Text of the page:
Tag Archives: abandoned railroad lines

More Zumbrota Branch Archeology

At the time it was built, the Milwaukee Road’s Zumbrota branch was a good addition to the system.  But what had once been a viable line which linked Faribault with Wabasha (as well as the Milwaukee’s I&M and River divisions) had become a truncated red ink factory to Zumbrota by the 1970s, with poor track and light traffic the norm.   In 1979, the Milwaukee pruned the line from its system and it faded into history.   However, traces of the line remain today.   Most notably in the form of the remarkably intact bridge S-844B in Kenyon discussed in a recent blog post.

Aside from the large chunk of grade encompassing Bridge S-844B on the southeast side of Kenyon, the only other remnant of the branch still recognizable in town is between Highway 56 and Red Wing Avenue, though some of it has eroded to the point it is impossible to walk on it entirely.


The beginning of the Zumbrota branch grade on the west side of Highway 56 in Kenyon, MN. For a stretch west of here the roadbed has had a bite taken out of it down by a local business. Photo by the author.


Just west of Highway 56 the grade has eroded to the point it cannot be walked on. We are by a local business in this shot. Photo by the author.


Looking towards Red Wing Avenue in Kenyon along the grade of the Zumbrota branch. Photo by the author.



Looking east up Zumbrota branch grade from Red Wing Avenue in Kenyon. Photo by the author.


On the east side of the grade at Red Wing Avenue is a wooden abutment for a long-gone bridge carrying the branch across the street.


The start of the Zumbrota branch grade on the east side of Red Wing Avenue in Kenyon. Note the leftover wooden bridge abutment.  Photo by the author.



A close up of the wooden bridge abutment on the east side of the former crossing of the Zumbrota branch over Red Wing Avenue in Kenyon. Photo by the author


Looking west across where the Red Wing Avenue bridge used to stand. The chunk of grade on the other side is but an island in the sea of post-abandonment development. Photo by the author.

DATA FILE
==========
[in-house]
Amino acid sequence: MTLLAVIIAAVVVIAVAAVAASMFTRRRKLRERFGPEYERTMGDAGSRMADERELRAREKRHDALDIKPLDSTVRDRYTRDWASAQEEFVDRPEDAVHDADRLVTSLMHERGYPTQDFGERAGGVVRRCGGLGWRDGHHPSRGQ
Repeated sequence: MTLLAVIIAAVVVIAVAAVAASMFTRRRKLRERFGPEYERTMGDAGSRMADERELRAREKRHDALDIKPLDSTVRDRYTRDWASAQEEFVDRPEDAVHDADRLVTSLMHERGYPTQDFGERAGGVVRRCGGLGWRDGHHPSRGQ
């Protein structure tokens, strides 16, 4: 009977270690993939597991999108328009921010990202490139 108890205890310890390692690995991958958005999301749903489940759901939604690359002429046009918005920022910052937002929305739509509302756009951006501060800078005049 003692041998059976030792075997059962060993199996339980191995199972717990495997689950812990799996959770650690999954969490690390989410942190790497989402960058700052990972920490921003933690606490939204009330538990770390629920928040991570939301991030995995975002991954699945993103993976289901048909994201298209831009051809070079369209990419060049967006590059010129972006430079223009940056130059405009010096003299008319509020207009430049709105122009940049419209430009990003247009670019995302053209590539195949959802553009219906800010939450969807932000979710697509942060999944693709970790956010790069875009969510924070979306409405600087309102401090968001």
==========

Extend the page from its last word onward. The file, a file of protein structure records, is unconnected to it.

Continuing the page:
Nothing much is left west of Red Wing Avenue save for a small chunk on what is now residential property.


The fragment of grade from the Zumbrota branch on the west side of Red Wing Avenue in Kenyon, some of which now is framed by a wood rail fence put up by the owner of the property it is on. Photo by the author.


Alas, such scenes of complete annihilation are commonplace along the Zumbrota branch today.  While chunks of grade remain here and there, the farmer’s plow and developers in towns such as Kenyon and Faribault have cut up the line to the extent that the branch will not ever be rebuilt.  Nor indeed is there any economical need for rebuilding even if all grades and bridges remained intact.   The only chance for any of it to have remained in operation would have been a major industry locating along the route at some point before 1979 which would have reversed the tide of red ink.

Happily, one portion of the line has seen a form of revival in the manner of a rail trail located along a portion of the Zumbrota branch in the city of Faribault.   Here one can walk, jog, roller blade, or bicycle along a portion of the route where steam engines once chuffed and chugged, and orange and black RSD-5s,  SW-1s, SD-7s, and SD-9s hummed and growled.


The Faribault trail which occupies some of the Zumbrota branch. It starts on the east side of 9th Avenue south down by the Kwik Trip. Photo by the author.